Tag: American Indians

The Oklahoma Panhandle: Creating and Settling No Man’s Land

 

I grew up in the small town of Optima, OK, which had 92 people, in the heart of No Man’s Land, the Oklahoma Panhandle. I’ve become curious how my home region became No Man’s Land, so I did some research. It turned out to be a story of how a series of unrelated decisions by the federal government, foreign governments, and American politicians affected a largely unsettled portion of North America and accidentally formed the land in which I grew up. Here is the story of each of the four borders of the rectangular Oklahoma Panhandle.

Source: http://www.emersonkent.com/images/us_expansion_1820_adams_onis.jpg

Supreme Court Says Oklahoma Indian ‘Reservations’ Are Real

 

Well, this is interesting. Especially if you live in eastern Oklahoma, including the state’s second-largest city, Tulsa.

While much of the media will focus on the two US Supreme Court decisions involving whether 1) Congress or 2) Manhattan prosecutors may access President Trump’s tax returns, I find the McGirt v. Oklahoma State Appeals Court decision of greater interest. Justice Neil Gorsuch joined the court’s four “liberals” in what read to me like a walk through history, except the parts he glossed over (like, the post-Civil War treaties in 1866, which were described in great detail in Chief Justice John Roberts’ dissent).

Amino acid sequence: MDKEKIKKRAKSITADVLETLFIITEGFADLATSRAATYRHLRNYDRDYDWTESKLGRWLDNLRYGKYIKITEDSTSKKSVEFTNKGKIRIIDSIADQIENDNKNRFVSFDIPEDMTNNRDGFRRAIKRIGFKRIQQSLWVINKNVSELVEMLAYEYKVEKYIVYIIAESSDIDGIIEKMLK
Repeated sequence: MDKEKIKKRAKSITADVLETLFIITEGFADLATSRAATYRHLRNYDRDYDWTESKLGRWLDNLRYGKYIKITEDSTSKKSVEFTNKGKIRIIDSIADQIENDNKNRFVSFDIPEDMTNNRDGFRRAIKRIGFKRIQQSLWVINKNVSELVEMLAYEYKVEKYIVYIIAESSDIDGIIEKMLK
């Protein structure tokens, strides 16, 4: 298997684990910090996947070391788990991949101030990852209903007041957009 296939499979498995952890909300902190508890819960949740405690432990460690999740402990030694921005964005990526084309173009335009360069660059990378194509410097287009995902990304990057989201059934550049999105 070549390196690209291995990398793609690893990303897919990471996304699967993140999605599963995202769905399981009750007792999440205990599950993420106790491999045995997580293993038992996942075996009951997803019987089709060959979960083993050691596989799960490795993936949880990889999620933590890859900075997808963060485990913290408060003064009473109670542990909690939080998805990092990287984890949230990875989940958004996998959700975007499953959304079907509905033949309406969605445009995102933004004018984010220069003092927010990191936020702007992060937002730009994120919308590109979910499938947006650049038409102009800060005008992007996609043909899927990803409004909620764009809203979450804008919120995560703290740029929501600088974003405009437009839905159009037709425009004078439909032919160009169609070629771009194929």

Member Post

 

I encourage you to read this “Impromptus” by Jay Nordlinger, on the topic of life on “Indian reservations.” (I use scare quotes because neither Indians nor reservations today resemble their predecessors.) I am embarrassed to admit that I was completely unaware of the rampant child abuse that occurs on reservations. And I am not just talking […]

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Member Post

 

Following the uneasy reunification of the Germanies, the early years of this century witnessed the phenomenon of Ostalgie – the puzzling fondness of East Germans for East German things. While most Ossies were content to be rid of the police surveillance and the inferior consumer products, some sentimentalists refused to let go of their Trabants […]

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